South Australian farmers and irrigators have always proudly led the nation in water efficiency practices, and drought drove us to redouble our efforts on this front. Further innovations were achieved, water usage was driven down and today the Riverland is an international leader in cutting-edge practices that deliver efficient and productive water use. We should be immensely proud of this.
Again, we should be proud of the Murray-Darling Basin Plan, a compromise plan no doubt, a plan which has detractors and critics and which we all know is far from perfect, but this is a plan forged in the wake of doing the wrong thing for a century and it is a large and significant step in the right direction. We should also be proud that as a state we have been a driving force behind the plan and that our adherence to the plan and our commitment to fulfilling it is also nation leading.
While we should be proud, we should also be angry—very angry—when we see our hard work and our best practice adherence to the plan trampled over, ignored and taken for granted by other jurisdictions. When we see this behaviour, we should be able to stand up and let people know how we feel, as a government, as an opposition and as a state, working together to fight for the Murray-Darling Basin Plan and for our river, the river that this plan aims to sustain.
Let's make no mistake: the allegations aired on Four Corners were damning. The theft of water from the river that was supposed to be given up for environmental gains is nothing short of abhorrent, and any rational person watching that program would be of the view that appropriate and detailed investigations must be undertaken by the appropriate authorities with the appropriate powers and the appropriate remedies to be able to hand down.
To date, the allegations are the subject of four separate inquiries and investigations: the NSW independent review led by Ken Matthews AO, former CEO of the National Water Commission, announced on 26 July; the Murray-Darling Basin Authority’s review of compliance with state-based regulations governing water use announced by the Prime Minister on 30 July; the Australian National Audit Office’s review into the Department of Agriculture and Water Resources' efforts in monitoring water usage in NSW; and not least the referral to the NSW Independent Commission Against Corruption. If the state government believes that a judicial inquiry should be added to this lengthy list, we support that call.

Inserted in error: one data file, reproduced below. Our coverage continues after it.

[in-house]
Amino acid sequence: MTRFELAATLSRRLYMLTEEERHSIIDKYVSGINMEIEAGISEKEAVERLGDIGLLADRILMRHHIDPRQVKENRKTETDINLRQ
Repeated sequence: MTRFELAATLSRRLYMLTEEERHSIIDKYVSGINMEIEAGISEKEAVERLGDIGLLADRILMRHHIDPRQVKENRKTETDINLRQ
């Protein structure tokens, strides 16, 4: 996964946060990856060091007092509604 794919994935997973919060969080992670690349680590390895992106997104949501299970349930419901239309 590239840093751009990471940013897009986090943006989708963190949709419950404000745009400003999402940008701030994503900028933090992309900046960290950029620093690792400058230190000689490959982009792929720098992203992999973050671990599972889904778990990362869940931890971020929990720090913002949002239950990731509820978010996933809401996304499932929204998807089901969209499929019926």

It is also worth stating that I believe that we have reached, perhaps unexpectedly, a critical juncture in the life of the Murray-Darling Basin Plan. We stand at a precipice with regard to the viability of the plan going forward and, if goodwill is not maintained, relationships not restored and the plan not put back on an even keel, the whole thing—years of hard work, billions of dollars of investment and the attainment of genuine environmental and economic sustainability—will collapse. The impact of this will be devastating for the river and felt in the most pronounced way at the end of the system, here in South Australia.
The allegations on Four Corners should not be used to derail the Murray-Darling Basin Plan either for political or economic reasons, whether here in South Australia or by interstate interests. Make no mistake that there are irrigators in other jurisdictions who would like to see the plan fail. The very irrigators who are the subject of allegations raised in Four Corners are not champions of the plan. Its collapse serves their interests and we must not give them the pleasure of achieving this.
I join my parliamentary colleagues from both sides of this chamber in calling for the federal government to do all that is required to thoroughly investigate the allegations aired on Four Corners and also to put equal if not greater amounts of energy into securing the cross-jurisdictional relationships that must be in place to secure the viability of the Murray-Darling Basin Plan. I also call on all jurisdictions in the Murray-Darling Basin to cooperate fully with any and all investigations and reviews that are undertaken, and for these to be completed as quickly and transparently as possible.
We must save the Murray-Darling Basin Plan. We must restore the goodwill that this plan has been founded on. We must confirm that environmental flows are doing just that: flowing for the benefit of our environment. Above all, we must engage with our colleagues across our political parties, and across the nation, to ensure that this happens. I commend the amended motion to the house.